Greater Surbiton

The perfect is the enemy of the good

The Henry Jackson Society and Douglas Murray

Update: Since publishing this article, I have resigned from the Henry Jackson Society and severed my links with it. I have published a full exposé of the HJS’s degeneration.

Regular readers of this blog will be aware that I am the European Neighbourhood Section Director of the Henry Jackson Society (HJS), a think-tank that promotes democratic geopolitics, and of which I have been a member since its foundation. I believe that the HJS is a positive, progressive voice that has been and is listened to with respect by British politicians and government ministers, both Labour and Conservative. We were founded in reaction against the shameful conservative-realist British government policies of the first half of the 1990s, that resulted in British inaction over, and collusion in, the Bosnian and Rwandan genocides. We are guided above all by the belief that idealism is the best realism, and that British and Western interests are best served by support for, and promotion of, democracy and human rights globally. We have strongly urged Western support for the struggle for democracy in the Middle East, on the side of the people and against the dictatorships in Libya, Syria and elsewhere. We are pro-European and pro-American, strongly upholding both Britain’s alliance with the US and our close involvement in European affairs.

Readers may have noticed, however, that I have not written or otherwise worked for the HJS since March of this year. The reason for this is that I have deep reservations about the decision of the HJS, announced in April, to merge with another think-tank, the Centre for Social Cohesion (CSC), and to appoint its director, Douglas Murray, as the HJS’s own associate director. I was not consulted on this step, and learned about it only after it had been publicly announced. Had I been consulted, I would have argued against it, since I consider many of the political positions upheld by Murray and the CSC to be antithetical to my own positions and to those for which, I believed, the HJS stood. I am referring to Murray’s frequently stated views on Muslims and Islam. I have not wished to contribute further to the work of the HJS until I have had time to decide what my own response to the merger with the CSC and to Murray’s appointment should be, and to make my views clear on the matter.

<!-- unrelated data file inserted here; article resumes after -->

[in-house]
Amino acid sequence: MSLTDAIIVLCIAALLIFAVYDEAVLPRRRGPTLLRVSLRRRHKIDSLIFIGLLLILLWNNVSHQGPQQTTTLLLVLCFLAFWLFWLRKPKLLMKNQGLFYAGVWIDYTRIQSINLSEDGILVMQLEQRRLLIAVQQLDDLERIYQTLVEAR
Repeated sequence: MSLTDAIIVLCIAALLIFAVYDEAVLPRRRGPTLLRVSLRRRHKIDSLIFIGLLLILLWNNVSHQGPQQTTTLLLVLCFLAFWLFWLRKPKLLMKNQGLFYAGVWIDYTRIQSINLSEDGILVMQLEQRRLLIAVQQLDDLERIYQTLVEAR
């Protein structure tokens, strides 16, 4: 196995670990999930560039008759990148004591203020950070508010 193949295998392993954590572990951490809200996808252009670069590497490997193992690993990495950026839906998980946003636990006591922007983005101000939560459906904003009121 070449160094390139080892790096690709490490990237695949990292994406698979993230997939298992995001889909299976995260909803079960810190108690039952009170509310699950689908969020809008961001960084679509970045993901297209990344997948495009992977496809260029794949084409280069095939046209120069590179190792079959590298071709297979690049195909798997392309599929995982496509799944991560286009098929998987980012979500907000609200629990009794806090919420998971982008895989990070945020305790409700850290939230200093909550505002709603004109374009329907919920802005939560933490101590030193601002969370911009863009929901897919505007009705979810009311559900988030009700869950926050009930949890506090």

I should begin by saying that I share Murray’s principled opposition to Islamic extremism, and his view that the British political classes in the past have been complacent in facing up to the threat that it poses. I agree with the views expressed by our Prime Minister, David Cameron, in the fantastic speech he gave at the Munich Security Conference in February of this year: